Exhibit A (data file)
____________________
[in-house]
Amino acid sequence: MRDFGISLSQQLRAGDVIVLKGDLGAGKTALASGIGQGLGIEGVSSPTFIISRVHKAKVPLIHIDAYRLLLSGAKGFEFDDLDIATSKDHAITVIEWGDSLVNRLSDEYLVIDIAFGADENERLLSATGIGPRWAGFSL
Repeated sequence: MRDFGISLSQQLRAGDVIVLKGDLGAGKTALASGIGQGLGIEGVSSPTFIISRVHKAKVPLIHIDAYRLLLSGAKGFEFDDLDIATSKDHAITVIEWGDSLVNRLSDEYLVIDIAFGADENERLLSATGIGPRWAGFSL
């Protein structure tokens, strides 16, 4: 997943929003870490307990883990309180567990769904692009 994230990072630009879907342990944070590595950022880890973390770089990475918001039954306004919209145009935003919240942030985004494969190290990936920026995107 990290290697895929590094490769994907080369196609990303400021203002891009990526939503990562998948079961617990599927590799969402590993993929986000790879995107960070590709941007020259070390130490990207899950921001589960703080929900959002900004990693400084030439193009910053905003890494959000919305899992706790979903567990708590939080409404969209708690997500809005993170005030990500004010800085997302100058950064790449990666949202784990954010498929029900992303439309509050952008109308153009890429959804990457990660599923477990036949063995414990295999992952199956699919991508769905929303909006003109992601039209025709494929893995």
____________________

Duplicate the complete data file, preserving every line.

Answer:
[in-house]
Amino acid sequence: MRDFGISLSQQLRAGDVIVLKGDLGAGKTALASGIGQGLGIEGVSSPTFIISRVHKAKVPLIHIDAYRLLLSGAKGFEFDDLDIATSKDHAITVIEWGDSLVNRLSDEYLVIDIAFGADENERLLSATGIGPRWAGFSL
Repeated sequence: MRDFGISLSQQLRAGDVIVLKGDLGAGKTALASGIGQGLGIEGVSSPTFIISRVHKAKVPLIHIDAYRLLLSGAKGFEFDDLDIATSKDHAITVIEWGDSLVNRLSDEYLVIDIAFGADENERLLSATGIGPRWAGFSL
């Protein structure tokens, strides 16, 4: 997943929003870490307990883990309180567990769904692009 994230990072630009879907342990944070590595950022880890973390770089990475918001039954306004919209145009935003919240942030985004494969190290990936920026995107 990290290697895929590094490769994907080369196609990303400021203002891009990526939503990562998948079961617990599927590799969402590993993929986000790879995107960070590709941007020259070390130490990207899950921001589960703080929900959002900004990693400084030439193009910053905003890494959000919305899992706790979903567990708590939080409404969209708690997500809005993170005030990500004010800085997302100058950064790449990666949202784990954010498929029900992303439309509050952008109308153009890429959804990457990660599923477990036949063995414990295999992952199956699919991508769905929303909006003109992601039209025709494929893995």